WASHINGTON (AP) — A unanimous Supreme Court docket dominated Monday that Boston violated the free speech rights of a conservative activist when it refused his request to fly a Christian flag on a flagpole outdoors Metropolis Corridor.
Justice Stephen Breyer wrote for the courtroom that the town discriminated towards the activist, Harold Shurtleff, due to his “spiritual viewpoint,” despite the fact that it had routinely permitted functions for the usage of one of many three flagpoles outdoors Metropolis Corridor that fly the U.S., Massachusetts and Boston flags.
Sometimes, the town takes down its personal pennant and briefly hoists one other flag.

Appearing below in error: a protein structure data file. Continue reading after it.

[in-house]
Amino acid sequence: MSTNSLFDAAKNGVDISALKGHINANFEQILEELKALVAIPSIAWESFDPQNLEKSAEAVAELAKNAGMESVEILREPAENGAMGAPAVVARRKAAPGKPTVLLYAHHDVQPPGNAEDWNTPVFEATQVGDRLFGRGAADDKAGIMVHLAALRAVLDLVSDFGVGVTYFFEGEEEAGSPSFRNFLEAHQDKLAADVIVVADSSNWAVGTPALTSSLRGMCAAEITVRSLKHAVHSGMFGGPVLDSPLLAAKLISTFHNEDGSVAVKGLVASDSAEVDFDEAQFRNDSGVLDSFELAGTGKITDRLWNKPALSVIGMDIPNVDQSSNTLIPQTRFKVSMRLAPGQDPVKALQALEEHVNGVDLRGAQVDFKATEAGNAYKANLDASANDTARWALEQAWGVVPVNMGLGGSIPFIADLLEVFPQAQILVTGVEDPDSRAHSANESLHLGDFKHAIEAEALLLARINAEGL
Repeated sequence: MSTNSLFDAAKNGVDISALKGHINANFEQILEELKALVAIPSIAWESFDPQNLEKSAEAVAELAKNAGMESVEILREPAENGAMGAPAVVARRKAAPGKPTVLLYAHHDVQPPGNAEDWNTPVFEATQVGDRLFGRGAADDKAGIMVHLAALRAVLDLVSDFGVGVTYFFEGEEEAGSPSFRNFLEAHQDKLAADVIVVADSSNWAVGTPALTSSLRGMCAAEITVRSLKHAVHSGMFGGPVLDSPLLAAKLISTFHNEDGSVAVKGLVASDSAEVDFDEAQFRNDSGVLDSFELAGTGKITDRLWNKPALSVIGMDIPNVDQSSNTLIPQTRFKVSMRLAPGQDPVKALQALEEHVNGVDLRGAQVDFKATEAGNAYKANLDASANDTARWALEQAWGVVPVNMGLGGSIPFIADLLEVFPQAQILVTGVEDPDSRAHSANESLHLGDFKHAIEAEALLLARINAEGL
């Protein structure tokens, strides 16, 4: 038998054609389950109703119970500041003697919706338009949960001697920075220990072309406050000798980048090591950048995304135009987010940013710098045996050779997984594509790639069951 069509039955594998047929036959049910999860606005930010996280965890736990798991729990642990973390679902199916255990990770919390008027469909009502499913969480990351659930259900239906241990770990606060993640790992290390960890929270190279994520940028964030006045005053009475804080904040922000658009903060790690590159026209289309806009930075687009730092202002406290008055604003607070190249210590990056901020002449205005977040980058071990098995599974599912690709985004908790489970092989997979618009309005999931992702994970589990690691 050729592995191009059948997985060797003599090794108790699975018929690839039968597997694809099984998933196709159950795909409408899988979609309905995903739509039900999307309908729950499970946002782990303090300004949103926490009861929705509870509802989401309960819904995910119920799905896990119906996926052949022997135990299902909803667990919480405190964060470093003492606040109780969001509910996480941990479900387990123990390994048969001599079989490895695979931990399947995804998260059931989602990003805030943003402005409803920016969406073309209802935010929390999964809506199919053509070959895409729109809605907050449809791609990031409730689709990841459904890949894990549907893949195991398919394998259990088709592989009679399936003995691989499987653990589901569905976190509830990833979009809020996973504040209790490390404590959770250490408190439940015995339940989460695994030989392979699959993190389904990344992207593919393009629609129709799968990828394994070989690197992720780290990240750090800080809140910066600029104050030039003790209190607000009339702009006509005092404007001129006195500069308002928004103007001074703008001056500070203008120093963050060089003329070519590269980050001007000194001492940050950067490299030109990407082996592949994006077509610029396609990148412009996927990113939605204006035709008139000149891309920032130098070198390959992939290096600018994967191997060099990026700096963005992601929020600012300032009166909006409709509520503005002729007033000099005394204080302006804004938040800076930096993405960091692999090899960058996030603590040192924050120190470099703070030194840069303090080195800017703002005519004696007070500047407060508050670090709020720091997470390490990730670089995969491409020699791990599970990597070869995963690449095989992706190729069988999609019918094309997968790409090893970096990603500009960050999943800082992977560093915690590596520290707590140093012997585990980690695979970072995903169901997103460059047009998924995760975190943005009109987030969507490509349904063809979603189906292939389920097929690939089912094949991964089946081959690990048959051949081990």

Shurtleff and his Camp Structure needed to fly a white banner with a pink cross on a blue background within the higher left nook, known as the Christian flag.
Breyer mentioned the case hinged on whether or not the flag-flying is an act of the federal government, by which case Boston can do no matter it needs, or non-public events like Shurtleff.
Breyer wrote that “the town’s lack of significant involvement within the number of flags or the crafting of their messages leads us to categorise the flag raisings as non-public, not authorities, speech—although nothing prevents Boston from altering its insurance policies going ahead.”
Town has mentioned that within the occasion of a loss on the Supreme Court docket it in all probability will change its coverage to take extra management of what flags can fly.
The case is Shurtleff v. Boston, 20-1800.